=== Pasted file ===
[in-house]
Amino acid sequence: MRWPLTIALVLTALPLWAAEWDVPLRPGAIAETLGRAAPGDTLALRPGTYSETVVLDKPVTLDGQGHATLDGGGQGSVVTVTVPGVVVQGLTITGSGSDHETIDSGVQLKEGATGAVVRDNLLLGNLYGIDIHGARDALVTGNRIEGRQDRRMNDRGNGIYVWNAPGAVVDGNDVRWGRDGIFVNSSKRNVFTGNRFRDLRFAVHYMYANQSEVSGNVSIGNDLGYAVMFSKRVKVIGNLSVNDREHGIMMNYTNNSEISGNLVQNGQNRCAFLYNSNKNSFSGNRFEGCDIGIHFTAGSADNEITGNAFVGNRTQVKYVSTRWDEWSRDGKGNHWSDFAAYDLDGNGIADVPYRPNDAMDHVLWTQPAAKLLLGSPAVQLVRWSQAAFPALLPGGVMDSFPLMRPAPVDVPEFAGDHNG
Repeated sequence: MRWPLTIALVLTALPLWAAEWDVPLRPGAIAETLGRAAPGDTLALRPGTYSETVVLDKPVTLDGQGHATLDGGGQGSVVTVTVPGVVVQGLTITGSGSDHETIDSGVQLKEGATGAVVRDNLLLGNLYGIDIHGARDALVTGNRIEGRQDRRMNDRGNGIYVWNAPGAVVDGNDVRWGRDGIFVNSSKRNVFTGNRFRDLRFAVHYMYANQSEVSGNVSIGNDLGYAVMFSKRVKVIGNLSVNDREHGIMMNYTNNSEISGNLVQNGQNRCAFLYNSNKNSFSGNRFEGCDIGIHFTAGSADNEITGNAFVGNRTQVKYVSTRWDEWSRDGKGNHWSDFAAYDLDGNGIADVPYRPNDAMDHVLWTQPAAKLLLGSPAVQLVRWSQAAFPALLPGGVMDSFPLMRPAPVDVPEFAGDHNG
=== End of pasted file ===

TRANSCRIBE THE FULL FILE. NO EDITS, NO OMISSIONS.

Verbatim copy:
[in-house]
Amino acid sequence: MRWPLTIALVLTALPLWAAEWDVPLRPGAIAETLGRAAPGDTLALRPGTYSETVVLDKPVTLDGQGHATLDGGGQGSVVTVTVPGVVVQGLTITGSGSDHETIDSGVQLKEGATGAVVRDNLLLGNLYGIDIHGARDALVTGNRIEGRQDRRMNDRGNGIYVWNAPGAVVDGNDVRWGRDGIFVNSSKRNVFTGNRFRDLRFAVHYMYANQSEVSGNVSIGNDLGYAVMFSKRVKVIGNLSVNDREHGIMMNYTNNSEISGNLVQNGQNRCAFLYNSNKNSFSGNRFEGCDIGIHFTAGSADNEITGNAFVGNRTQVKYVSTRWDEWSRDGKGNHWSDFAAYDLDGNGIADVPYRPNDAMDHVLWTQPAAKLLLGSPAVQLVRWSQAAFPALLPGGVMDSFPLMRPAPVDVPEFAGDHNG
Repeated sequence: MRWPLTIALVLTALPLWAAEWDVPLRPGAIAETLGRAAPGDTLALRPGTYSETVVLDKPVTLDGQGHATLDGGGQGSVVTVTVPGVVVQGLTITGSGSDHETIDSGVQLKEGATGAVVRDNLLLGNLYGIDIHGARDALVTGNRIEGRQDRRMNDRGNGIYVWNAPGAVVDGNDVRWGRDGIFVNSSKRNVFTGNRFRDLRFAVHYMYANQSEVSGNVSIGNDLGYAVMFSKRVKVIGNLSVNDREHGIMMNYTNNSEISGNLVQNGQNRCAFLYNSNKNSFSGNRFEGCDIGIHFTAGSADNEITGNAFVGNRTQVKYVSTRWDEWSRDGKGNHWSDFAAYDLDGNGIADVPYRPNDAMDHVLWTQPAAKLLLGSPAVQLVRWSQAAFPALLPGGVMDSFPLMRPAPVDVPEFAGDHNG